Christopher L. Bennett has updated his website with a set of annotations for his most recent Star Trek book, the new Enterprise novel, Rise of the Federation: A Choice of Futures. Check them out for details of all the references to Star Trek, real science, and more.
TrekCore recently interviewed David R. George III, including getting him to spill a few beans on his 2014 Star Trek novel:
All right. I’ll give you this: my next Star Trek novel will take place during the so-called Lost Era, the large gap of time between Star Trek VI: The Undiscovered Country and the launch of the Enterprise-D in "Encounter at Farpoint."Later teasing:
At the moment, I am very much into the time period 2303-2319.The Fall series, Revelation and Dust:
The story I developed for Revelation and Dust essentially had to serve three different masters. On the one hand, my tale needed to launch the five-book arc that would continue with Una McCormack's The Crimson Shadow, David Mack’s A Ceremony of Losses, James Swallow’s The Poisoned Chalice, and conclude with Dayton Ward’s Peaceable Kingdoms.
On the second hand, it would have to renew the ongoing Deep Space Nine saga, which in the Star Trek literary world has continued forward from the end of the television series. And on the third hand (this is science fiction, so I’m sure none of us will have any trouble positing a third hand), my novel would have to introduce the brand-new Deep Space 9 space station.
Although I already had in mind some DS9 elements that I wanted to write, I first met with editor Margaret Clark and the other writers of The Fall to determine the overall tale we wanted to tell. Our idea was that we would each produce a novel that would satisfy in and of itself, but that when read with the other entries in the series would tell a larger tale as well. Ms. Clark and all of the writers are consummate, creative professionals.
As for the overall story, I’ll simply say that in Revelation and Dust, a major event takes places in the Star Trek universe that will have significant repercussions throughout the Federation and well beyond its borders.You can reader more from George about many of his books on TrekCore. Meanwhile, hiding in plain sight on his Twitter page I found the cover art for Revelation and Dust, without the titles. This is also a slightly wider crop than the cover image, giving us an even better look at the new Deep Space 9:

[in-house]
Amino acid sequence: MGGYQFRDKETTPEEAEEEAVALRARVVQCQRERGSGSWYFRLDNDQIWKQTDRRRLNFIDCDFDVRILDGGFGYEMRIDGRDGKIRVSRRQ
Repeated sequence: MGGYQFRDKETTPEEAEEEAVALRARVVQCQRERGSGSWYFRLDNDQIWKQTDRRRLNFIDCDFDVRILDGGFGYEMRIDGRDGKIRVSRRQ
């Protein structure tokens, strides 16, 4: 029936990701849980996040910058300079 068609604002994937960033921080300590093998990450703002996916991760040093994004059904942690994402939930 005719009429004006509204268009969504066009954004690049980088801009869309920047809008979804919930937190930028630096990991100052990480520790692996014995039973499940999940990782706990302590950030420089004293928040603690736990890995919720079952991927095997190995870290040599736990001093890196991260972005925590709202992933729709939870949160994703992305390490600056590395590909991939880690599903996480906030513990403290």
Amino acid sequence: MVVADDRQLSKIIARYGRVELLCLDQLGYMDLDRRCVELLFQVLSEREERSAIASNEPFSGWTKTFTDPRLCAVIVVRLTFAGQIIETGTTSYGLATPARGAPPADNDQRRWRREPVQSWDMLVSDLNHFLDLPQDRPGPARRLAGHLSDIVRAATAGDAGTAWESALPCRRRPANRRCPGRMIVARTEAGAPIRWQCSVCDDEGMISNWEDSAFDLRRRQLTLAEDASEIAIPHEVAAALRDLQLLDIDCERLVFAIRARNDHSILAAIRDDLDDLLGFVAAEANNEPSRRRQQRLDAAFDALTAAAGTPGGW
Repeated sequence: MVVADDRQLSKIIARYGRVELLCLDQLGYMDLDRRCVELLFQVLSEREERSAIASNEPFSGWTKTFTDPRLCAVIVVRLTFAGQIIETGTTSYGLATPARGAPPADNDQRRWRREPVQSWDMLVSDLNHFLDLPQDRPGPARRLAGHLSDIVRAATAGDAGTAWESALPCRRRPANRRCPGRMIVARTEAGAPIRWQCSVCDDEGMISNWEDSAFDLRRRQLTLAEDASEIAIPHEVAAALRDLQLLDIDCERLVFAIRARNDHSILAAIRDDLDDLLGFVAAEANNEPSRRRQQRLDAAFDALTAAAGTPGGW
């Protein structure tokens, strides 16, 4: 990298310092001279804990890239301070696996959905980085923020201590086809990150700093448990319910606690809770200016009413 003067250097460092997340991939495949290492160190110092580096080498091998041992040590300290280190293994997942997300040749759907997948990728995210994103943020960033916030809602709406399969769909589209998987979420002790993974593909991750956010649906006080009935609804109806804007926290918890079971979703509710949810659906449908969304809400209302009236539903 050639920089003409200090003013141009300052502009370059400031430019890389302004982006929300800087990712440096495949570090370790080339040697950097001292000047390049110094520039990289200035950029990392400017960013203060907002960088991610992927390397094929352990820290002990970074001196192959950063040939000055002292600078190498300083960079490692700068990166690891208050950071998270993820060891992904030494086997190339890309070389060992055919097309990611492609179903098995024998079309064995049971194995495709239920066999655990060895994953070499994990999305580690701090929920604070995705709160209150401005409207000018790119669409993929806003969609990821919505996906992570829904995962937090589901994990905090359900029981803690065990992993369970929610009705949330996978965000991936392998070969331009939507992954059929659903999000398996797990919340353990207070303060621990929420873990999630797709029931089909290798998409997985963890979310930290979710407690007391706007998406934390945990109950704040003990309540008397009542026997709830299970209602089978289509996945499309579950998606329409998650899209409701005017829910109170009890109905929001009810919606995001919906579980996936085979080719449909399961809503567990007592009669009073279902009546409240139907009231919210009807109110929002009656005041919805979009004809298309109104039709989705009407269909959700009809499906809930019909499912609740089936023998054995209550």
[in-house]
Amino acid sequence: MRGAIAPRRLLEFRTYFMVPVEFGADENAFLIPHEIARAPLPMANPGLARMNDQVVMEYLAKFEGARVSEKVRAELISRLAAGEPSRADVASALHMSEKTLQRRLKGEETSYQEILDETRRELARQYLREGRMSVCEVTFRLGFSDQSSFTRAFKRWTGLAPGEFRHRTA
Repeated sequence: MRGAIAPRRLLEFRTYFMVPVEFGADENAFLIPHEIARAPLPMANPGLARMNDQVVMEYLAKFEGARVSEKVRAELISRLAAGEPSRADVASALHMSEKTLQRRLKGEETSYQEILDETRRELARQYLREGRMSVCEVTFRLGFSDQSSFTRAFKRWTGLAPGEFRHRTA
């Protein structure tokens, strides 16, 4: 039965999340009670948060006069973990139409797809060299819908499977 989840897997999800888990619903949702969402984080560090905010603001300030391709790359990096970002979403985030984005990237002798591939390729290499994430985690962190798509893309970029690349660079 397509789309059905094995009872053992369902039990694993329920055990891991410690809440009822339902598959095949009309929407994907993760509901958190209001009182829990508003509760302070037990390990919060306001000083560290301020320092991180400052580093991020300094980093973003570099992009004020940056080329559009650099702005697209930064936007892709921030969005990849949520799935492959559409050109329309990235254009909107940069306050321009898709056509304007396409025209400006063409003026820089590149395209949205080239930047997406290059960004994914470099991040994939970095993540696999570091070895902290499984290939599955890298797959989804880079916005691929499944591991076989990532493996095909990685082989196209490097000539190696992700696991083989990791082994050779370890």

TrekFM's Literary Treks has also posted a new interview, with Dayton Ward. They talk primarily about his new novel, From History's Shadow. They speak at length about the book, including how Ward got into the period setting:
I had to emerse myself in the period: How people talk, what they worked with; the technology that was available at the time. Everybody smoked; it was good for you. Where things were, like the airforce bases were either army bases, or were named differently. Places that we take for granted didn't exist yet. It was a lot of fun, a lot of research.
Particularly for the UFO lore, for lack of a better term, I really wanted it to be as close as I could get to being right on. But obviously I had to make some concessions for the Star Trek take on certain events. But I really wanted, when you read about so-and-so is the commanding officer of the Blue Book Project, if you check the timeline for those projects, that's the guy who was running it back in the day.They also discuss some of the characters that appear, and some of the plot points in the book. But that's all I'll say about that, as depending how much you know about the book, you might consider it quite spoilery. So have a listen, before or after reading, depending on your spoiler-level preferences.
Vanguard spin-off series, Seekers. Giving some idea of the directions the series could take as they develop it:
The stories will be more stand-alone than Vanguard was, in terms of there's not this huge meta-story-arc that's driving the entire series; but there'll be character development and character arcs that covers multiple books. The stories themselves will be largely stand-alone, you'll be able to read them in any order. And then of course the format lends itself to us teaming up for the occasional two-parter or mutli-book story line if we want to.